The effects of harvest date and storage on apple (Malus pumila Mill.) fruit firmness have been studied using numerous cultivars. Many factors, such as cultivar, year, orchard location, and storage condition appear to confound the effects of harvest date, making it difficult to predict how firmness would change over time. Firmness in 'Minneiska' fruit, a cross between 'Honeycrisp' and 'Minnewashta', was measured over several harvests at multiple locations in three States over 2 years, with harvests occurring over 3 - 4 weeks in each year. Linear mixed-effects models were used to isolate the effects of year, orchard, storage duration, and storage conditions on harvest date effects on firmness. The models indicated that harvest date had little effect on fruit firmness at harvest, regardless of orchard location, and the variance due to year was small. Storage had a large effect on firmness, but the differences between air storage and controlled atmosphere storage were not significant. Simulations were performed to determine the effect of sample size on fixed effect estimates, especially harvest date.The results of these simulations suggested that increasing the sample number beyond ten fruit per treatment had little impact on the estimates.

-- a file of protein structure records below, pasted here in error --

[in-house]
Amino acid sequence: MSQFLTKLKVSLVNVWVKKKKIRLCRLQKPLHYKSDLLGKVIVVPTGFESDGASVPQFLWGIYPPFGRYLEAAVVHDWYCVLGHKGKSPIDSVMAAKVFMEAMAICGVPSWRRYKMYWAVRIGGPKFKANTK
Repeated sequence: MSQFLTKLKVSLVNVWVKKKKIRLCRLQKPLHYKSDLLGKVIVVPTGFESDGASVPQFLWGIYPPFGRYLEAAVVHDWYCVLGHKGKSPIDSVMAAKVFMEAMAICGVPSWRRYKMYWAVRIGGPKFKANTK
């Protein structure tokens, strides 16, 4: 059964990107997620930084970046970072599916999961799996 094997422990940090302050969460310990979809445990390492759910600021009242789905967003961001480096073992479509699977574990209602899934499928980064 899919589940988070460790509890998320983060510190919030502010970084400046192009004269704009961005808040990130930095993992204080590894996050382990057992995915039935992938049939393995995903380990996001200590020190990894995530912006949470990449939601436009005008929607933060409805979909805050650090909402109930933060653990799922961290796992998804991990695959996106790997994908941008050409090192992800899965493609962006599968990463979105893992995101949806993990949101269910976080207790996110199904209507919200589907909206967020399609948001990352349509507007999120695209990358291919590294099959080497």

|Number of pages
|Journal of Horticultural Science and Biotechnology
|Published - Jan 2013